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Design Review 2012 Herunterladen Riss 64 Bits PORTABLE


We took a comprehensive approach in our systematic search and included all empirical qualitative, quantitative, and mixed methods study designs across all settings of care to address our narrow research questions. Our review did not fit into typologies of literature reviews [34, 35], given that we included qualitative and quantitative studies (to capture the breadth of studies in this area), employed a thematic analysis (given the multiplicity of designs), and applied a quality appraisal. We followed the PRISMA reporting criteria for Systematic Reviews and Meta-Analyses (Fig. 2) [36].




Design Review 2012 Herunterladen Riss 64 Bits



Mental health settings emerged as a frequent venue for patient engagement in our review. The earliest reports in our review [61, 63, 80] are in this setting, suggesting that the therapeutic approaches, the nature of the population, or the orientation of mental health services might encourage greater patient participation in this area. Indeed, enabling service user involvement in care planning is a key principle of contemporary mental health guidance in the UK [81] and a potentially effective method of improving the culture and responsiveness of mental health services in light of a service history founded on aspects of containment and compulsion, and the stigmatization of those using mental health services [82]. Many of the co-design engagement activities that led to staff and organizational changes such as improved collaboration and mutual learning [42, 47, 76, 77], sharing or neutralizing power among patients and providers or staff [52], developing new competencies, and negotiating for service changes [39, 59] also occurred in mental health. While patient engagement is now occurring in many settings, the experiences in mental health settings serve as important examples of effective patient engagement.


Our review builds upon previous reviews in this field by providing insight into the associations between quality improvement methods and the varying system-level outcomes they yield. Indeed, our review echoes previous research indicating that patient engagement can lead to a multiplicity of health services outcomes with sufficient role definition, training, and alignment of patient-provider expectations but that the quality of the reporting has been poor and the full impact of patient engagement is not fully understood [87,88,89]. Previous reviews have been limited to specific countries [87], care settings (e.g., mental health [89]), hospitals [90], or study design (e.g., qualitative studies [88]). In this way, our review provides a comprehensive perspective of optimal strategies used internationally, across care settings and using multiple methodologies to engage patients, caregivers, and relatives in quality of care improvement initiatives. Our review also provides novel insights into how the level of engagement influences the outcomes, namely, discrete products (e.g., development of tools and documents) largely derived from low-level engagement (consultative unidirectional feedback), whereas care process or structural outcomes (e.g., improved governance, care or services) mainly derived from high-level engagement (co-design or partnership strategies). If the benefits of engaging patients in the design or delivery of health care are to be realized at an organization or system level, then effective strategies and the contextual factors enabling their outcomes need to be identified so that learning can be generalized. Importantly, our review provides guidance on the effective strategies and contextual factors that enable patient engagement including techniques to enhance the design, recruitment, involvement, and leadership action, and those aimed to create a receptive context.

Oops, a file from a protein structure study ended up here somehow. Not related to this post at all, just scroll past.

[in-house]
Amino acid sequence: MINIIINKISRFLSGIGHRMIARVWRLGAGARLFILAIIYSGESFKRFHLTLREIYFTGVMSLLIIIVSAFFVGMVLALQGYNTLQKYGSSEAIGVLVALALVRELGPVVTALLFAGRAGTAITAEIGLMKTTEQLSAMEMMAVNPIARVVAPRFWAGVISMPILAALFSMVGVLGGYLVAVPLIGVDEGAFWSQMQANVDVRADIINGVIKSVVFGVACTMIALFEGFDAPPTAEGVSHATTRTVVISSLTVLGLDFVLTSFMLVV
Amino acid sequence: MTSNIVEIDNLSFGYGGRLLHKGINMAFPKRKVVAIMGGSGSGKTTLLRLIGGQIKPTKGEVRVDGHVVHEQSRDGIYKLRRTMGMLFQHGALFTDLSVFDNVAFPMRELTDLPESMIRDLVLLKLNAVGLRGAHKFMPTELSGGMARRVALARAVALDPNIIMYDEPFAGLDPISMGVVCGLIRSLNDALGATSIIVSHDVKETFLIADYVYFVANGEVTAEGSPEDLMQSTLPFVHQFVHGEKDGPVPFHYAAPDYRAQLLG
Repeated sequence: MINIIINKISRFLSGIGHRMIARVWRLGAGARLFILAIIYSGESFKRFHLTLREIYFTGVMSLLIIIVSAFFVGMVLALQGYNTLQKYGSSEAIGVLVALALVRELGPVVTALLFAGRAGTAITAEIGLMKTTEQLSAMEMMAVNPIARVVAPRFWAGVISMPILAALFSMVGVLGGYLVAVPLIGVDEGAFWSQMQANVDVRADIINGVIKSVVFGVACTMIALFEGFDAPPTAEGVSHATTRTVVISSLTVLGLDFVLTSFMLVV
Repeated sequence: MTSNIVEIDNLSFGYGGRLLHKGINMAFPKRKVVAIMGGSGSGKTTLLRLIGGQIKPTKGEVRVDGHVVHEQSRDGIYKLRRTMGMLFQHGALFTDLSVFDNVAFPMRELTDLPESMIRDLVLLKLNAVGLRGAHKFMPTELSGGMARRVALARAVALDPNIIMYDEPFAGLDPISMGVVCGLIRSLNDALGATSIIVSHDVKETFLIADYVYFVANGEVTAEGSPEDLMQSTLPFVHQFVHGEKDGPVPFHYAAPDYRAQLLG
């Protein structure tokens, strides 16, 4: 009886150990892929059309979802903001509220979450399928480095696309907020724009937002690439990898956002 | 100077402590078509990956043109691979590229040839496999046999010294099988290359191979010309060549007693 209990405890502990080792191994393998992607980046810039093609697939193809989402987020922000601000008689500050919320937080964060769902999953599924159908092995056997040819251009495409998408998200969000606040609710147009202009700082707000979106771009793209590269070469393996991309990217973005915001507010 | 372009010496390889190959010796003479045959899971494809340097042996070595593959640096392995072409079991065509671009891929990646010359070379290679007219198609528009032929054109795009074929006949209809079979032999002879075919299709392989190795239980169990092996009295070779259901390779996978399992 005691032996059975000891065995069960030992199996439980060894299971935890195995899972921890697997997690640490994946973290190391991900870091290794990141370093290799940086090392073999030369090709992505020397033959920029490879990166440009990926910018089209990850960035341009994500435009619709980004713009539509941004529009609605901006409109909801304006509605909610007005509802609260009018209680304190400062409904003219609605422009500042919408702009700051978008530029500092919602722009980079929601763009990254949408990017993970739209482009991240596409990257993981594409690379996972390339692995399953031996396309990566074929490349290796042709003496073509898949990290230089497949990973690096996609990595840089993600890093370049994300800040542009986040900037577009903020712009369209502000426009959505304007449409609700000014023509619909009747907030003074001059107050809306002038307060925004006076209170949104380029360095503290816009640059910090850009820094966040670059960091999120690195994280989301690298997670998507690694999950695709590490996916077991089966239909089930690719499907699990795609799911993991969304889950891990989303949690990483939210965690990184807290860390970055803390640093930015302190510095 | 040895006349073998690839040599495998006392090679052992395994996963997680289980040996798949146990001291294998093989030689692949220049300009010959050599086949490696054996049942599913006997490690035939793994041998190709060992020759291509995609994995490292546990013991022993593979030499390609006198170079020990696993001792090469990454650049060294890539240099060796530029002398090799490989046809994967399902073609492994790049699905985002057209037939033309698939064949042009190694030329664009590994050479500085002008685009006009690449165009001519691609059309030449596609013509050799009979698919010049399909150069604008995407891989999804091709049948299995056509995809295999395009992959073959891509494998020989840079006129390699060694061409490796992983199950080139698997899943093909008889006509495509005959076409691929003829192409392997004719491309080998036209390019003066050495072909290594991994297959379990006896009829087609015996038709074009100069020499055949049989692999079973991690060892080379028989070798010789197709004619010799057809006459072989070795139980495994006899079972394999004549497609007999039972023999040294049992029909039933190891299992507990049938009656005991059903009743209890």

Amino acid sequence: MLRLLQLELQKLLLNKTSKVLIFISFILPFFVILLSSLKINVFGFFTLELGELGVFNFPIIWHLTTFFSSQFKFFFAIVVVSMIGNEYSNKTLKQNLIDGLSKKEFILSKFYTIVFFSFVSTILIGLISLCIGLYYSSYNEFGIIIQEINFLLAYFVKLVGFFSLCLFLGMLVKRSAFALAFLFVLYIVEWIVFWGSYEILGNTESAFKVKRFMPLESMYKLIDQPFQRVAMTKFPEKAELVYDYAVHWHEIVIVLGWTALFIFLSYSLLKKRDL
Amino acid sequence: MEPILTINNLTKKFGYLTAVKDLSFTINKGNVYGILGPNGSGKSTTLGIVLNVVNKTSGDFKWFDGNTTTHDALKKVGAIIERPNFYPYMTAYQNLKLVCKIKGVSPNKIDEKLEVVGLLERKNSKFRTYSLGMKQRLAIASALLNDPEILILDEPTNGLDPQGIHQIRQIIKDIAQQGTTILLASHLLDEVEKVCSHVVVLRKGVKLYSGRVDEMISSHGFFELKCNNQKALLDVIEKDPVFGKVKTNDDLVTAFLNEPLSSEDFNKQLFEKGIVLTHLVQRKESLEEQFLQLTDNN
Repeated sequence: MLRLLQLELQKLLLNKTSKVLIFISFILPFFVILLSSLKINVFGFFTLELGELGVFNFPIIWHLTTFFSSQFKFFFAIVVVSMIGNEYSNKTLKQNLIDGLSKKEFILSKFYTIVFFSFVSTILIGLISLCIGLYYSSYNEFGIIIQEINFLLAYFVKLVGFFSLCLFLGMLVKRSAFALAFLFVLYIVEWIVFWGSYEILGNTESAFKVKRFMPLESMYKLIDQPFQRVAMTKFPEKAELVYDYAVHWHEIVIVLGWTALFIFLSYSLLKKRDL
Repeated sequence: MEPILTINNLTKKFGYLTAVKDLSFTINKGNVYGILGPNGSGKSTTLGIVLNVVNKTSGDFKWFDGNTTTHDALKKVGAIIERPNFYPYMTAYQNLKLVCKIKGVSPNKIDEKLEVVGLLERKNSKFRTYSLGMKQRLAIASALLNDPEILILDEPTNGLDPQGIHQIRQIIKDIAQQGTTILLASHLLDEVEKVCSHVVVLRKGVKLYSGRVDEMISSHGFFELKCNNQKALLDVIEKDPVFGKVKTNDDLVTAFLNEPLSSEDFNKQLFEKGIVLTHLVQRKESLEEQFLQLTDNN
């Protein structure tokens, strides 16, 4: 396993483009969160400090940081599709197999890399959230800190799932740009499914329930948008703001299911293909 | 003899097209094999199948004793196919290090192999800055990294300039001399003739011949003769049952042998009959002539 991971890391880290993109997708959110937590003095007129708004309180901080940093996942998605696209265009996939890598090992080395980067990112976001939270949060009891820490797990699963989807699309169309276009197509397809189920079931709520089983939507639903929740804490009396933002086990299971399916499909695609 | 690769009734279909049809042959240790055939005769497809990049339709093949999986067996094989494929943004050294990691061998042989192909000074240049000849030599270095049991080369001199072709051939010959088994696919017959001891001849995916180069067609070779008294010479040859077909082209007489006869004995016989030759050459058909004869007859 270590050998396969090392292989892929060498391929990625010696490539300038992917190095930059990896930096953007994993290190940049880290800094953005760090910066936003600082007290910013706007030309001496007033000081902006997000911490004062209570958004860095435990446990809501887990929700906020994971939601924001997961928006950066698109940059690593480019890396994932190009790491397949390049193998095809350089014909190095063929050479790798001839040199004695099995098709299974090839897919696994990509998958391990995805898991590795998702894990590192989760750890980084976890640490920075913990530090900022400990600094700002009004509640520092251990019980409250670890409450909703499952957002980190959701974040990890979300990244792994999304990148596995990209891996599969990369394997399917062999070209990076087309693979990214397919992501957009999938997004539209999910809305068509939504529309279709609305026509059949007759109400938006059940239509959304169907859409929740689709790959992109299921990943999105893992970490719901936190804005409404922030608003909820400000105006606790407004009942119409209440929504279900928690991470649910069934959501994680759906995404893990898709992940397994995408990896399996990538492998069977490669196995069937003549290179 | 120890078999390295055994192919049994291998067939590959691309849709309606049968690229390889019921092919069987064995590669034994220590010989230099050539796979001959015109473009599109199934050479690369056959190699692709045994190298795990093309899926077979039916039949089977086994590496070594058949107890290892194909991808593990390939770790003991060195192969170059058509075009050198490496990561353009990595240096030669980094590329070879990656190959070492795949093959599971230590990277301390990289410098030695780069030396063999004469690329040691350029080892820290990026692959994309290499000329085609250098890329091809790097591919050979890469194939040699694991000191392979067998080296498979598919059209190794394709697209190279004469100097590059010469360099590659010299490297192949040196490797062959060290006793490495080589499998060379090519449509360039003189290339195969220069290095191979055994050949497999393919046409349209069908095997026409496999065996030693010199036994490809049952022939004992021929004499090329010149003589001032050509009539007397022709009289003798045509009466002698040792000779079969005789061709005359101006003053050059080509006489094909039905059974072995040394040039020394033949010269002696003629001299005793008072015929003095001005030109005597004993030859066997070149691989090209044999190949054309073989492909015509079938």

YB and GRB conceived of the study and participated in its design and coordination. KO and PB retrieved the records. EO, CF, and PB screened the records. EO and CF extracted the data from the eligible articles. YB and GRB developed the initial interpretations of the data and participated in the data analysis. SC conducted the quality appraisal. YB drafted the manuscript. YB and GRB revised the manuscript. J-LD and M-PP were involved in the study design and oversight; they reviewed the initial data analyses and suggested revisions to the versions of the manuscript. All authors read and approved the final manuscript. 076b4e4f54


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